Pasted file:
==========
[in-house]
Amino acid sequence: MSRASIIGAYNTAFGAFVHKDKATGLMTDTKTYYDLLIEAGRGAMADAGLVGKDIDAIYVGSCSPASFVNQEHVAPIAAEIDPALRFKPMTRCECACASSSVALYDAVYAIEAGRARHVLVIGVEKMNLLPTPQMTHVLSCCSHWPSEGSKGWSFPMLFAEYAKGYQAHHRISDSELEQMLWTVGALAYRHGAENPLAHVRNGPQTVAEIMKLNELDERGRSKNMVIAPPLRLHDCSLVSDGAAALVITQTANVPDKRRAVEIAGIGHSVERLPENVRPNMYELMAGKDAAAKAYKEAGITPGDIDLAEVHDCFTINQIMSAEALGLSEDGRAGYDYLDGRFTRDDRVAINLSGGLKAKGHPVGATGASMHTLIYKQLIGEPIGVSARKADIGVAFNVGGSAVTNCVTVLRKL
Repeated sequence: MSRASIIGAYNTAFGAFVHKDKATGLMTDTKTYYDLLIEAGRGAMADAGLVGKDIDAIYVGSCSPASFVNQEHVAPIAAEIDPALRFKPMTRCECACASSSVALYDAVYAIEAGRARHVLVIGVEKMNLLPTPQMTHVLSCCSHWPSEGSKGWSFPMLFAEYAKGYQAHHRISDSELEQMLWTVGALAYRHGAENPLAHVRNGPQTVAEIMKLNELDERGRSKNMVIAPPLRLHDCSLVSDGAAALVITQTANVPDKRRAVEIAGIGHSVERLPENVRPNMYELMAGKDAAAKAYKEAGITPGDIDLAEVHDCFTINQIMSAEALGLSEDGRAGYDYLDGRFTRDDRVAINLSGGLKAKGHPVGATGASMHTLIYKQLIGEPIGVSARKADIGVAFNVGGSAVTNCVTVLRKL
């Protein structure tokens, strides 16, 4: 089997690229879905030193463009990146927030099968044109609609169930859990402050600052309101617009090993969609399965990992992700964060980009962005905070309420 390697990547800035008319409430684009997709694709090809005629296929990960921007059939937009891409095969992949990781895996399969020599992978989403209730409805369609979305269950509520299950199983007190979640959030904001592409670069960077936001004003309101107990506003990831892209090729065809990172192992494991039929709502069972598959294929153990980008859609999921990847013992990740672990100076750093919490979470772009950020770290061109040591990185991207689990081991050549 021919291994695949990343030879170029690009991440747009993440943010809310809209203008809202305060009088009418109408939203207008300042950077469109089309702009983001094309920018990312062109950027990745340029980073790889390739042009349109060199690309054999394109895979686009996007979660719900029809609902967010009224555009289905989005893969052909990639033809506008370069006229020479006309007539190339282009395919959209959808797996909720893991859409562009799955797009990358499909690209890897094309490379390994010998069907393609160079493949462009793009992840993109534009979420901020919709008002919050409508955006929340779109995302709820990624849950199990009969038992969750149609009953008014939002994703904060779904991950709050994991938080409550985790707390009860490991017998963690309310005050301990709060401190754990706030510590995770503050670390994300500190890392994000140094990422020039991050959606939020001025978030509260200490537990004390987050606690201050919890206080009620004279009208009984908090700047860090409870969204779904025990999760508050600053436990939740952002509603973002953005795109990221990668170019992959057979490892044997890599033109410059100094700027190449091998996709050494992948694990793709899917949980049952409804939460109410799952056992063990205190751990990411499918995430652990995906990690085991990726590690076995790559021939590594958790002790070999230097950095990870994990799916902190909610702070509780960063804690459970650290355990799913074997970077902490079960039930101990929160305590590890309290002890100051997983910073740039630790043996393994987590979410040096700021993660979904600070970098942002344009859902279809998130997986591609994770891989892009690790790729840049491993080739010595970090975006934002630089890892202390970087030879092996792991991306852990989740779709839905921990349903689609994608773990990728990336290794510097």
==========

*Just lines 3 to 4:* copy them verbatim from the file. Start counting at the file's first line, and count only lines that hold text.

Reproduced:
Repeated sequence: MSRASIIGAYNTAFGAFVHKDKATGLMTDTKTYYDLLIEAGRGAMADAGLVGKDIDAIYVGSCSPASFVNQEHVAPIAAEIDPALRFKPMTRCECACASSSVALYDAVYAIEAGRARHVLVIGVEKMNLLPTPQMTHVLSCCSHWPSEGSKGWSFPMLFAEYAKGYQAHHRISDSELEQMLWTVGALAYRHGAENPLAHVRNGPQTVAEIMKLNELDERGRSKNMVIAPPLRLHDCSLVSDGAAALVITQTANVPDKRRAVEIAGIGHSVERLPENVRPNMYELMAGKDAAAKAYKEAGITPGDIDLAEVHDCFTINQIMSAEALGLSEDGRAGYDYLDGRFTRDDRVAINLSGGLKAKGHPVGATGASMHTLIYKQLIGEPIGVSARKADIGVAFNVGGSAVTNCVTVLRKL
């Protein structure tokens, strides 16, 4: 089997690229879905030193463009990146927030099968044109609609169930859990402050600052309101617009090993969609399965990992992700964060980009962005905070309420 390697990547800035008319409430684009997709694709090809005629296929990960921007059939937009891409095969992949990781895996399969020599992978989403209730409805369609979305269950509520299950199983007190979640959030904001592409670069960077936001004003309101107990506003990831892209090729065809990172192992494991039929709502069972598959294929153990980008859609999921990847013992990740672990100076750093919490979470772009950020770290061109040591990185991207689990081991050549 021919291994695949990343030879170029690009991440747009993440943010809310809209203008809202305060009088009418109408939203207008300042950077469109089309702009983001094309920018990312062109950027990745340029980073790889390739042009349109060199690309054999394109895979686009996007979660719900029809609902967010009224555009289905989005893969052909990639033809506008370069006229020479006309007539190339282009395919959209959808797996909720893991859409562009799955797009990358499909690209890897094309490379390994010998069907393609160079493949462009793009992840993109534009979420901020919709008002919050409508955006929340779109995302709820990624849950199990009969038992969750149609009953008014939002994703904060779904991950709050994991938080409550985790707390009860490991017998963690309310005050301990709060401190754990706030510590995770503050670390994300500190890392994000140094990422020039991050959606939020001025978030509260200490537990004390987050606690201050919890206080009620004279009208009984908090700047860090409870969204779904025990999760508050600053436990939740952002509603973002953005795109990221990668170019992959057979490892044997890599033109410059100094700027190449091998996709050494992948694990793709899917949980049952409804939460109410799952056992063990205190751990990411499918995430652990995906990690085991990726590690076995790559021939590594958790002790070999230097950095990870994990799916902190909610702070509780960063804690459970650290355990799913074997970077902490079960039930101990929160305590590890309290002890100051997983910073740039630790043996393994987590979410040096700021993660979904600070970098942002344009859902279809998130997986591609994770891989892009690790790729840049491993080739010595970090975006934002630089890892202390970087030879092996792991991306852990989740779709839905921990349903689609994608773990990728990336290794510097």